Psychedelics Emerging into the Mainstream

By Nick Shadix : potrerooiew – excerpt

Over the last 20 years psychedelics – lysergic acid diethylamide (LSD), psilocybin mushrooms, 3,4-methylenedioxy-methamphetamine (MDMA), among others – have shifted from underground and counter-culture club drugs to medicines that are increasingly taken seriously by scientists. A 2006 John Hopkins University study determined that “magic mushrooms” can create lasting “personal meaning and spiritual significance.” A steady stream of research indicates that LSD, psilocybin mushrooms, and MDMA have therapeutic potential in treating a multitude of mental illnesses, such as anxiety, depression, post-traumatic stress disorder (PTSD), and addiction…(more)

We’ve come a long way Baby! Never thought I would live this long, but, then never thought I would see the world in quarantine mode either.

Trees as a civil right: ‘All we have is cement and pavement’

By Ariel Wittenberg : eenews – excerpt

SF Neighbors saved most of the 100’s of ficus trees lining 24th St. in the Mission.

When Carmen Storms, 69, looks down at the trees of Melnea Cass Boulevard from her eighth-floor apartment, she thinks of her father, Alvin — twice driven from his home during Boston’s urban renewal boom of the 1950s and ’60s, when the city used eminent domain to raze the homes and businesses of Black families.

The only time Storms saw him cry was during the family’s second move, forced out in the name of a highway that never happened. The planned inner belt was stopped by the community it displaced. As a consolation prize, the city of Boston turned the land into a suburban-like boulevard, named it after a local civil rights icon — Melnea Cass — and lined it with 600 trees.

Today, those trees are a lonely green smirk across Roxbury, where past injustices still haunt and heat the historic and political core of Boston’s Black community. The neighborhood, where more than 80% of residents are people of color, is one of Boston’s “heat islands” — made hotter by too much asphalt and too few trees…(more)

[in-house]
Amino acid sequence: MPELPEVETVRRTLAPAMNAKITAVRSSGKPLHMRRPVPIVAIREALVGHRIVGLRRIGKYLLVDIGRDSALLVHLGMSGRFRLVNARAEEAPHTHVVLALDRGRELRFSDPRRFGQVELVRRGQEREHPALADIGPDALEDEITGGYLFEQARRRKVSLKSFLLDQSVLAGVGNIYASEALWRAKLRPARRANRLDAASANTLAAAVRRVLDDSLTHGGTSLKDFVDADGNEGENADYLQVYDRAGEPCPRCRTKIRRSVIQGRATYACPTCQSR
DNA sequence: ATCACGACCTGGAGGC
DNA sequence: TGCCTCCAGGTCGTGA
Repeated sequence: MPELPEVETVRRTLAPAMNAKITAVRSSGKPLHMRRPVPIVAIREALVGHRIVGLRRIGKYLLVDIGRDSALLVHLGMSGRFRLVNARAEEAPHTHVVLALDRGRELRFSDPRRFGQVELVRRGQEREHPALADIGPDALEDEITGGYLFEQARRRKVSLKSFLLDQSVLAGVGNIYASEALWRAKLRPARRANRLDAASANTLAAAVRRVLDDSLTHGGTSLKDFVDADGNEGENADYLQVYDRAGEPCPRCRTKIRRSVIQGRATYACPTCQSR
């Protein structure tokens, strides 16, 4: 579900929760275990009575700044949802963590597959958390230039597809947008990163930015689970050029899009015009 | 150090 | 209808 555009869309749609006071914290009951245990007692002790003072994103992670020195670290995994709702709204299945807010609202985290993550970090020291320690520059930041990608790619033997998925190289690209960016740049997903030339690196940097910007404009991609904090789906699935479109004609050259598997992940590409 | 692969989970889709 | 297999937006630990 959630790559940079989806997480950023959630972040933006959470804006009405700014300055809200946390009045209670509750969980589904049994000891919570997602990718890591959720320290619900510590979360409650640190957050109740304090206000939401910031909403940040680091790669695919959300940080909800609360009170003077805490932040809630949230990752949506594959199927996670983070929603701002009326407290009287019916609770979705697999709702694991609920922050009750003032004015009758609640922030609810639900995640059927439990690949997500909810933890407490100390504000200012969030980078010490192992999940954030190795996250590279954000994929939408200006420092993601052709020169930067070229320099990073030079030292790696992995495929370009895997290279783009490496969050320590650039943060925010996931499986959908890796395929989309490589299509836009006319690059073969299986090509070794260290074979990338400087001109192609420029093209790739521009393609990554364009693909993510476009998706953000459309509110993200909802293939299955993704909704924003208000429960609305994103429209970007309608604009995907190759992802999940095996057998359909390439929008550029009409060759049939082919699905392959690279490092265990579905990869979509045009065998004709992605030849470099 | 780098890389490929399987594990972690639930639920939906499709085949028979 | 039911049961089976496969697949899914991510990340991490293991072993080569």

The preservation of greenery is going to become a major conversation as the urbanists go head to head with the environmentalists who believe the best way to cool the planet is to preserve the trees and plants that soak of the carbon instead of cutting the trees and building dense housing in everyones’ back yard. There are already people lining up in Washington and state capitals who are pushing density. Be on the lookout for actions in your community.

Red Skies over Artaud

IMG_6550

Photo shot on Septemeber 9, at 2:20 PM by Tom Deschaine

What you are hearing is true. The skies turned red in San Francisco. That was a good day. When the skies were red the smoke was above the fog. Now the skies a gray and the fog/smog is back. We watched Australia burn and Greece. Now it is us. The entire west coast is full of smoke and fires.

Very sad days.

It is time to make some meaningful changes. A serious government effort to return to science, creative thinking, tolerance and creative collaborative thinking could “save the planet.”